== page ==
“Wow,” said Larry, “Your energy levels must be through the roof! Okay, now, if I were to do an interview with you on Zumba, you wouldn’t need to rehearse your answer. You do it, you know it, you live it on a daily or weekly basis.”

“If I asked you, ‘Why do you like Zumba?’ Look at what would happen: You already know the answer. Your eyes are lighting up. You get excited. You start to remember the last Zumba session you did. How much dancing you did. How great it makes you feel!

“And now you’re saying, ‘Oh my goodness, I got started with this and it’s unlike anything else I’ve experienced before!’ And the energy goes through the roof!

“So I don’t have you tell you what the questions are, I just have to tap into that energy that you have. Well, that’s true of every guest.

“As soon as you start telling guests the questions… Like, ‘My first question about Zumba will be what is Zumba?’ You’ve written it down because you want to make sure you’ve got it right, and oh, you want to include this phrase, etc. So, by the time I ask you, you’re responding with (in a dull voice) “Zumba was invented by Frank in Florida…

“Where’s the energy? Where’s the life? All of a sudden I’ve now made you this parrot that’s reciting information off a piece of paper.

“Have you ever had lunch with a friend, and you spent the whole time giggling? Of course you have. Did you have a script about what those jokes are ahead of time? Did you sit down with your friend and say, ‘Okay, I want to talk about this,’ and that’s exactly what the lunch conversation was about? Of course not.

“And yet, look at how much fun that lunch was. Looking back on it, you think, ‘That was just the best lunch, we spent the whole time laughing. I can’t remember everything we talked about, I don’t remember all the jokes, but it was just great!’

“That’s what I want my interviews to be like. And if you let them write it all down ahead of time, you get parrots! I don’t need parrots, I need people who are having a good time with life.”

So there you have it, when an interviewer is able to tap into a guest’s passion and energy, there’s no need to distribute your questions for preparation.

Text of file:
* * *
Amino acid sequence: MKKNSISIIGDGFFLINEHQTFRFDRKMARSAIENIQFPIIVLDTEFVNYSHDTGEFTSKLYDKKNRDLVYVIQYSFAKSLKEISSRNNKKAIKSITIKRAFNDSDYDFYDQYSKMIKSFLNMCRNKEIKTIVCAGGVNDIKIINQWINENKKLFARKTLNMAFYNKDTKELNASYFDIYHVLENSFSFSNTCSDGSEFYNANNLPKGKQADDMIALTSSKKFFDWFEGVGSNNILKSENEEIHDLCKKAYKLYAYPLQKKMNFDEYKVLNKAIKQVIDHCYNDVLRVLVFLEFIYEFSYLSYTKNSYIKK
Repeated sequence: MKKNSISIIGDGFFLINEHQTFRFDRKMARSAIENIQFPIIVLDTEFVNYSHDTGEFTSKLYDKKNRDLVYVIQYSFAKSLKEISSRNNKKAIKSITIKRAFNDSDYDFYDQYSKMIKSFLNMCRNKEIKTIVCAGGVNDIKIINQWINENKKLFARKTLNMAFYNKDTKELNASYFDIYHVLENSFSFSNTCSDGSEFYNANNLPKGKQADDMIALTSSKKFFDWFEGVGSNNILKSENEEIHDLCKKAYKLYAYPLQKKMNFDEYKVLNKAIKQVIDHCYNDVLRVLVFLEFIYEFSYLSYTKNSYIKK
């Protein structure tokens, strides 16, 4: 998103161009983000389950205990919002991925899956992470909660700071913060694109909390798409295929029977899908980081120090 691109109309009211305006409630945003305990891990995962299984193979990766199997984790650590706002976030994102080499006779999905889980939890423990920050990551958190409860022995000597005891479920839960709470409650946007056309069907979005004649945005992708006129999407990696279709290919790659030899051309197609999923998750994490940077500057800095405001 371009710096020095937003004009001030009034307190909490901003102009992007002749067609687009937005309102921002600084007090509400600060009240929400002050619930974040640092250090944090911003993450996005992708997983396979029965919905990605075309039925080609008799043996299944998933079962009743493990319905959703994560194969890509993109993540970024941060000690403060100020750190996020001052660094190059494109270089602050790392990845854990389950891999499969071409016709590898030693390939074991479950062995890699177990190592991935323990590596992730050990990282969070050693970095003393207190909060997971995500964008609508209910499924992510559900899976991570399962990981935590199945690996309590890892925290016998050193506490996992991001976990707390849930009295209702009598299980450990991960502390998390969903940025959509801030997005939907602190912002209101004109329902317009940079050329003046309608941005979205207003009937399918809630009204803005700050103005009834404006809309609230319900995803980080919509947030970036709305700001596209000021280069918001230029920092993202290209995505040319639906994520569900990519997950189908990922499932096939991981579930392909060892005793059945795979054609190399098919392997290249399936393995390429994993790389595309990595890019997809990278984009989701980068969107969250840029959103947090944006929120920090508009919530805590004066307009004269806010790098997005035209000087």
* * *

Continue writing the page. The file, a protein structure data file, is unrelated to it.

However, if a guest asks for what you’ll be discussing, try giving them the general topic as Larry suggests. It’s okay to be completely transparent and tell them how confident you are in their ability to speak to the topic, but you don’t want to stunt the passion and excitement in their responses.

Larry’s got even more to say on this topic. Check out his blog post on asking the right questions when conducting interviews. Note, his post has a bit of an ‘on-video’ perspective to it, but the advice around formulating and asking questions rings true for podcast interviews as well!

Still looking for guests to book on your show? Take a read through our interviews with Brian Peters from Buffer, and Jon Nastor from Hack the Entrepreneur on finding and vetting potential podcast guests for some hands-on tips to booking guests.  

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Bringing a wealth of digital marketing knowledge to Voices.com, Niki prides herself on her ability to research and communicate exactly what visitors want. As a graduate of Fanshawe College's Business Marketing program, she aims to educate and inform audiences on how they can level-up their businesses, especially when it comes to tracking and measuring performance online. In her words: "There's nothing more rewarding than seeing content metrics that prove your audience loves reading what you've researched and written about!"